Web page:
10 Documentation and Coding Principles to Demonstrate Medical Necessity
When preparing medical documentation and coding medical conditions, keep these 10 principles in mind to demonstrate medical necessity for services reported:
- List the principal diagnosis, condition, problem, or other reason for the medical service or procedure.
- Be specific when describing the patient’s condition, illness, or disease.
- Distinguish between acute and chronic conditions, when appropriate.
- Identify the acute condition of an emergency situation (e.g., coma, hemorrhage, etc.).
- Identify chronic complaints, or secondary diagnoses, only when treatment is provided or when they affect the overall management of the patient’s care.
- Identify how injuries occur.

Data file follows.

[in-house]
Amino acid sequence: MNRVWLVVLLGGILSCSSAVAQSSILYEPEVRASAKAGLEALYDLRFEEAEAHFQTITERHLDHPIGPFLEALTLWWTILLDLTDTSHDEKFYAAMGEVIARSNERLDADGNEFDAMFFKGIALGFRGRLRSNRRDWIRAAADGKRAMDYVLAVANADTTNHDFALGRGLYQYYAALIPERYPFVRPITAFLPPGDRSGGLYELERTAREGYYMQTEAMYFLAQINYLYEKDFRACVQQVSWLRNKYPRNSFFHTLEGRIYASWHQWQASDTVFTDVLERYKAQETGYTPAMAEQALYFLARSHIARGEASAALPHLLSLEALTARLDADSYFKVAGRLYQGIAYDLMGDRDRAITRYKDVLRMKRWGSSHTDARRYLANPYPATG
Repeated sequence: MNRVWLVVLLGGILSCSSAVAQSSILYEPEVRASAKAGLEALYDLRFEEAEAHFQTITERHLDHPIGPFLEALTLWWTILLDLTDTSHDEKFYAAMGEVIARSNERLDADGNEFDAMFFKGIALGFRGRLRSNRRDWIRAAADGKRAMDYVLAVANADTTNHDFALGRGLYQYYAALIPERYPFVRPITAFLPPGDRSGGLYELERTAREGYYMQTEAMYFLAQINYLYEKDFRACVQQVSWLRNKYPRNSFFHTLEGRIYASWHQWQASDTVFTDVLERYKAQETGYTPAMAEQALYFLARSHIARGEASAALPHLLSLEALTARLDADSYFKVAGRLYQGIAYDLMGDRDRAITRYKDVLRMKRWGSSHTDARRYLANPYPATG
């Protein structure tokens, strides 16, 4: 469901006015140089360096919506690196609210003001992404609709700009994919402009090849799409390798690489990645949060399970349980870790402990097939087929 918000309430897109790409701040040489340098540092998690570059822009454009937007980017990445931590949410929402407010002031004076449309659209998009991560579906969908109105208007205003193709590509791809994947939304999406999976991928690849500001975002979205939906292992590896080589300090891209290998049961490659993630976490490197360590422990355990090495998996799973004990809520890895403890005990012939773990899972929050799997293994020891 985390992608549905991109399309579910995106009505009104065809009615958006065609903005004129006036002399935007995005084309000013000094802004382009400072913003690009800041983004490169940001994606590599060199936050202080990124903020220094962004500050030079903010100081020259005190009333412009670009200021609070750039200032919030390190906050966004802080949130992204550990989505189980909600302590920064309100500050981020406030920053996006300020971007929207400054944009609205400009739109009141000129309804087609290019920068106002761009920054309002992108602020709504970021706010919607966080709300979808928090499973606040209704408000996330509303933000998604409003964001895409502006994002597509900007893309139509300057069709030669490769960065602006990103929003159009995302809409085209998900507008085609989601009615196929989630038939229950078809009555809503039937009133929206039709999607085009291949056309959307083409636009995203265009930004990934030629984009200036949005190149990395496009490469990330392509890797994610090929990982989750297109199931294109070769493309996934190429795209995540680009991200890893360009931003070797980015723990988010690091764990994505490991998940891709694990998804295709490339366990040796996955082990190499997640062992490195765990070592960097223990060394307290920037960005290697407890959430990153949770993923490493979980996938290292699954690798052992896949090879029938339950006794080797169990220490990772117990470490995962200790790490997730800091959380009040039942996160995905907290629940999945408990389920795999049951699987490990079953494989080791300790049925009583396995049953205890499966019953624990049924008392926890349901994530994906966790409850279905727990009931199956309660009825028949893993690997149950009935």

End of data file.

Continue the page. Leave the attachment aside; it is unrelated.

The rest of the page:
- Assign diagnosis codes to the highest documented level of specificity.
- For office and/or outpatient services, never use a “rule-out” statement (a suspected but not confirmed diagnosis). If a definitive diagnosis is not determined, report symptoms and/or signs, instead.
- All facts must be substantiated by the patient’s medical record, and that record must be available for review upon payer request.
- When reporting a patient encounter, select codes that best represent the diagnoses addressed during that visit.
Latest posts by John Verhovshek (see all)
- Update: DIEP Flaps Call for S Codes, Not 19364 - September 10, 2018
- Medicare Proposes Big E/M Changes - September 4, 2018
- North Carolina Providers: Don’t Miss Health Information Exchange Deadlines - August 24, 2018